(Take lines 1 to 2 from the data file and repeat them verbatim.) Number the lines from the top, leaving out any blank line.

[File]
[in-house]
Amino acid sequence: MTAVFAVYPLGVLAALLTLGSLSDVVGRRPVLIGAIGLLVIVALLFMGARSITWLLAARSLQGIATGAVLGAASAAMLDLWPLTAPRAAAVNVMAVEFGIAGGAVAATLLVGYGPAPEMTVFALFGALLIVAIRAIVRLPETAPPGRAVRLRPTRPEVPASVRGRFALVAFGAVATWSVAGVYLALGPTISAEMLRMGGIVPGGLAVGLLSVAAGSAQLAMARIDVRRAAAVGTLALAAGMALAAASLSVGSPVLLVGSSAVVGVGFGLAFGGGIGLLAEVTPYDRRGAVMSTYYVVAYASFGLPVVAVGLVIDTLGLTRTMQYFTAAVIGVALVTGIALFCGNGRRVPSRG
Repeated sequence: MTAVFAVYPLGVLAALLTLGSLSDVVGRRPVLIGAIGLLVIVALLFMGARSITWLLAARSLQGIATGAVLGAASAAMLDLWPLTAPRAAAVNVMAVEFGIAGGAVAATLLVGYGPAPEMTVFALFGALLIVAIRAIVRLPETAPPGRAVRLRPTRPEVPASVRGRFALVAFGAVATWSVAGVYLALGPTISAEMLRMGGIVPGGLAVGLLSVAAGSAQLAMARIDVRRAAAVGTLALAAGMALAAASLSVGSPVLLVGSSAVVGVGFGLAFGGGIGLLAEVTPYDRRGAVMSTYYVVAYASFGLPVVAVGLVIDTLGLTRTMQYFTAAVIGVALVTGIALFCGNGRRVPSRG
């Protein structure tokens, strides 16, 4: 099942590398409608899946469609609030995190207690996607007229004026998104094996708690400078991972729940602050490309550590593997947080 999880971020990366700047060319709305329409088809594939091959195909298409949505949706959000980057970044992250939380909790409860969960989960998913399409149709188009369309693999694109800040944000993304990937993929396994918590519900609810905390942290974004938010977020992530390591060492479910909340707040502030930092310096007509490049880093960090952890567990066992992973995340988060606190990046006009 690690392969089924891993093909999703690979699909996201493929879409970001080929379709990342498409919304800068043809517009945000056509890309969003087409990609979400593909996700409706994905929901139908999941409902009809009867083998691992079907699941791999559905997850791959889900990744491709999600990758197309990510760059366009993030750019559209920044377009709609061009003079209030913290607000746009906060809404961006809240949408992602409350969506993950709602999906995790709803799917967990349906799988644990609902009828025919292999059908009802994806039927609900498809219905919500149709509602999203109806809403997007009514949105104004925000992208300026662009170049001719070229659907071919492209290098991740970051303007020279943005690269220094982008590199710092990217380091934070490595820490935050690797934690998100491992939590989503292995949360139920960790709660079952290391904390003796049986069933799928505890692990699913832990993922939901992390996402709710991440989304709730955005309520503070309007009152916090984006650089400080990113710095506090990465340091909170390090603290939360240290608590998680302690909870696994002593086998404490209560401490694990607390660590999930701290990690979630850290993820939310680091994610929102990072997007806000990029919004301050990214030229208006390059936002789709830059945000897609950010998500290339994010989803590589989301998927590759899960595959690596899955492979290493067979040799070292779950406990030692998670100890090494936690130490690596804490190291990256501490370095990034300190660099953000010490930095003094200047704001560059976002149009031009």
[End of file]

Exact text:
[in-house]
Amino acid sequence: MTAVFAVYPLGVLAALLTLGSLSDVVGRRPVLIGAIGLLVIVALLFMGARSITWLLAARSLQGIATGAVLGAASAAMLDLWPLTAPRAAAVNVMAVEFGIAGGAVAATLLVGYGPAPEMTVFALFGALLIVAIRAIVRLPETAPPGRAVRLRPTRPEVPASVRGRFALVAFGAVATWSVAGVYLALGPTISAEMLRMGGIVPGGLAVGLLSVAAGSAQLAMARIDVRRAAAVGTLALAAGMALAAASLSVGSPVLLVGSSAVVGVGFGLAFGGGIGLLAEVTPYDRRGAVMSTYYVVAYASFGLPVVAVGLVIDTLGLTRTMQYFTAAVIGVALVTGIALFCGNGRRVPSRG